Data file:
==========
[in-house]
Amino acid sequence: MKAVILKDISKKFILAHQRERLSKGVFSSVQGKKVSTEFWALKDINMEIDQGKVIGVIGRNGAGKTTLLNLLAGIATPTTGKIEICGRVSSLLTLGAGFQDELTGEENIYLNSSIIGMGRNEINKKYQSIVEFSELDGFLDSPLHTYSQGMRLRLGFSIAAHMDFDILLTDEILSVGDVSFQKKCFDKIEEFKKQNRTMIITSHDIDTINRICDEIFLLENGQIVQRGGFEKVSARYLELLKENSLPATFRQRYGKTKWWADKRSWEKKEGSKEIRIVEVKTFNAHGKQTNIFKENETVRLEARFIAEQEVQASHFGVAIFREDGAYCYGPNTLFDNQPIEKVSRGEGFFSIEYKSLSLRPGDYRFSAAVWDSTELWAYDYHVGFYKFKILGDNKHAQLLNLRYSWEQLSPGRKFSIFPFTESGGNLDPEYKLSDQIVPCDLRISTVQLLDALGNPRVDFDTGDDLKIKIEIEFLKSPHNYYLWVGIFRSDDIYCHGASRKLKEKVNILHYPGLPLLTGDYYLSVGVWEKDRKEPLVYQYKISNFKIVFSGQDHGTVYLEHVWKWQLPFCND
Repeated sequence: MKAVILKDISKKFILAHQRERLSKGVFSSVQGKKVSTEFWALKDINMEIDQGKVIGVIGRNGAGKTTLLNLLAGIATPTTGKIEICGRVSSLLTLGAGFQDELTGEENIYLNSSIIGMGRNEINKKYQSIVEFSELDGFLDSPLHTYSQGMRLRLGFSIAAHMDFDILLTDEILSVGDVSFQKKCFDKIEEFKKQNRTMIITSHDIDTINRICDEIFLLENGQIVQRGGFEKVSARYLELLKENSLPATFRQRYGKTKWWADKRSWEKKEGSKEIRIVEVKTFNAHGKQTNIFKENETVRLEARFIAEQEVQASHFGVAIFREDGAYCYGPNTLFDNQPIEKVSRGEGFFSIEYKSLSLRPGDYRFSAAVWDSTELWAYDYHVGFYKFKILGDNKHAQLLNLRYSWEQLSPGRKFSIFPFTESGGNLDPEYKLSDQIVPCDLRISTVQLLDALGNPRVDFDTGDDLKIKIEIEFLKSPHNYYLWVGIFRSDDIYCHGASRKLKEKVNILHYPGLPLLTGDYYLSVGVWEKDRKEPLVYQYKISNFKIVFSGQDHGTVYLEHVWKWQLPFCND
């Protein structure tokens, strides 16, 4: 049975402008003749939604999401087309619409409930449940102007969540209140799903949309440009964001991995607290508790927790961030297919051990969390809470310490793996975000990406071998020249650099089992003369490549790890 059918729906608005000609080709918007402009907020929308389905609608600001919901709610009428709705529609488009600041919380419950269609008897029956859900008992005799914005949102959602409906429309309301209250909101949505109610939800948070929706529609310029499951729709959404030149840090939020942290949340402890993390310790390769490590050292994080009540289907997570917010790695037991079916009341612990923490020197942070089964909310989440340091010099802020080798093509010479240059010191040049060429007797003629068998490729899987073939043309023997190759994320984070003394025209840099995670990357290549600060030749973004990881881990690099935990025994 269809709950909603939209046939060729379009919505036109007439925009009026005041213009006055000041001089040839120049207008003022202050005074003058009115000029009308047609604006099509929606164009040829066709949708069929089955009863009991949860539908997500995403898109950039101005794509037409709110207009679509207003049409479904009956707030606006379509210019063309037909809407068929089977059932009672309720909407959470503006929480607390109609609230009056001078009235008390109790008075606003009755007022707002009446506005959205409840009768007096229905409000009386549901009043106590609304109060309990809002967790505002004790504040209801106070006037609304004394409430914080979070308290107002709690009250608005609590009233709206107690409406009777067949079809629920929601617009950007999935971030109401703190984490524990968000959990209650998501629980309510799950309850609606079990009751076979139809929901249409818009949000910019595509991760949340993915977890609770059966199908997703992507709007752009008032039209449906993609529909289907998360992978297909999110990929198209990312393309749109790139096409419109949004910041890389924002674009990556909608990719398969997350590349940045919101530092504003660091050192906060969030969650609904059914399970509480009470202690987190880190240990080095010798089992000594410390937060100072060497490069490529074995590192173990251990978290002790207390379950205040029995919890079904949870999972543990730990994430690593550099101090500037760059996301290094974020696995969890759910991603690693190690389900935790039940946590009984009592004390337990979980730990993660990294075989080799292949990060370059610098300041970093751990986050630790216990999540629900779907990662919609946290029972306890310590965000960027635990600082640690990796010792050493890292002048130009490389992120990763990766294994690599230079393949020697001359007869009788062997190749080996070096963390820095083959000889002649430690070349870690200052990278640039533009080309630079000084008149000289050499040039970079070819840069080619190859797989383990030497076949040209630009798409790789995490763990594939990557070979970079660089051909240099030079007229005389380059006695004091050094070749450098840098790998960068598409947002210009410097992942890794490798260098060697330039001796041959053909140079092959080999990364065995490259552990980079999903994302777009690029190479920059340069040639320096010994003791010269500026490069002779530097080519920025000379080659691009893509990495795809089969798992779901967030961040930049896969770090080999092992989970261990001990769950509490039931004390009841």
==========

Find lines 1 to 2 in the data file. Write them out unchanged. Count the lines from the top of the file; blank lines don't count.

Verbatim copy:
[in-house]
Amino acid sequence: MKAVILKDISKKFILAHQRERLSKGVFSSVQGKKVSTEFWALKDINMEIDQGKVIGVIGRNGAGKTTLLNLLAGIATPTTGKIEICGRVSSLLTLGAGFQDELTGEENIYLNSSIIGMGRNEINKKYQSIVEFSELDGFLDSPLHTYSQGMRLRLGFSIAAHMDFDILLTDEILSVGDVSFQKKCFDKIEEFKKQNRTMIITSHDIDTINRICDEIFLLENGQIVQRGGFEKVSARYLELLKENSLPATFRQRYGKTKWWADKRSWEKKEGSKEIRIVEVKTFNAHGKQTNIFKENETVRLEARFIAEQEVQASHFGVAIFREDGAYCYGPNTLFDNQPIEKVSRGEGFFSIEYKSLSLRPGDYRFSAAVWDSTELWAYDYHVGFYKFKILGDNKHAQLLNLRYSWEQLSPGRKFSIFPFTESGGNLDPEYKLSDQIVPCDLRISTVQLLDALGNPRVDFDTGDDLKIKIEIEFLKSPHNYYLWVGIFRSDDIYCHGASRKLKEKVNILHYPGLPLLTGDYYLSVGVWEKDRKEPLVYQYKISNFKIVFSGQDHGTVYLEHVWKWQLPFCND